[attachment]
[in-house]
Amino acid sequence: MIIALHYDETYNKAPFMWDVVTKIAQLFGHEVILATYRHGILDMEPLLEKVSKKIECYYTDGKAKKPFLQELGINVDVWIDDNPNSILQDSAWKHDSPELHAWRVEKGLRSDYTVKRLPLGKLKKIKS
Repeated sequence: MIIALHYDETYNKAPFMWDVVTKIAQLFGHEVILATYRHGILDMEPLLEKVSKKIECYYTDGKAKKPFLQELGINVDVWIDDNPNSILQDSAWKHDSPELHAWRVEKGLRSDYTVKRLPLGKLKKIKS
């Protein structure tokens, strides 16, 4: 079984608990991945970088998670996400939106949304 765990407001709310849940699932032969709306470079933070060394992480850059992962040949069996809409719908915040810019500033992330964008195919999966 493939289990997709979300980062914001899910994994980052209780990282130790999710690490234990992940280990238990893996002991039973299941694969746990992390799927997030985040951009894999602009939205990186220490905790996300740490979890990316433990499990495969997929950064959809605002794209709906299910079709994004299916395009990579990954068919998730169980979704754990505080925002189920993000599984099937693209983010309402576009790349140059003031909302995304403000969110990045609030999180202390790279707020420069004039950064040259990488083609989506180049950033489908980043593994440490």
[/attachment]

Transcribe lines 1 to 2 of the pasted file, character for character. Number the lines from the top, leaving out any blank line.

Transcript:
[in-house]
Amino acid sequence: MIIALHYDETYNKAPFMWDVVTKIAQLFGHEVILATYRHGILDMEPLLEKVSKKIECYYTDGKAKKPFLQELGINVDVWIDDNPNSILQDSAWKHDSPELHAWRVEKGLRSDYTVKRLPLGKLKKIKS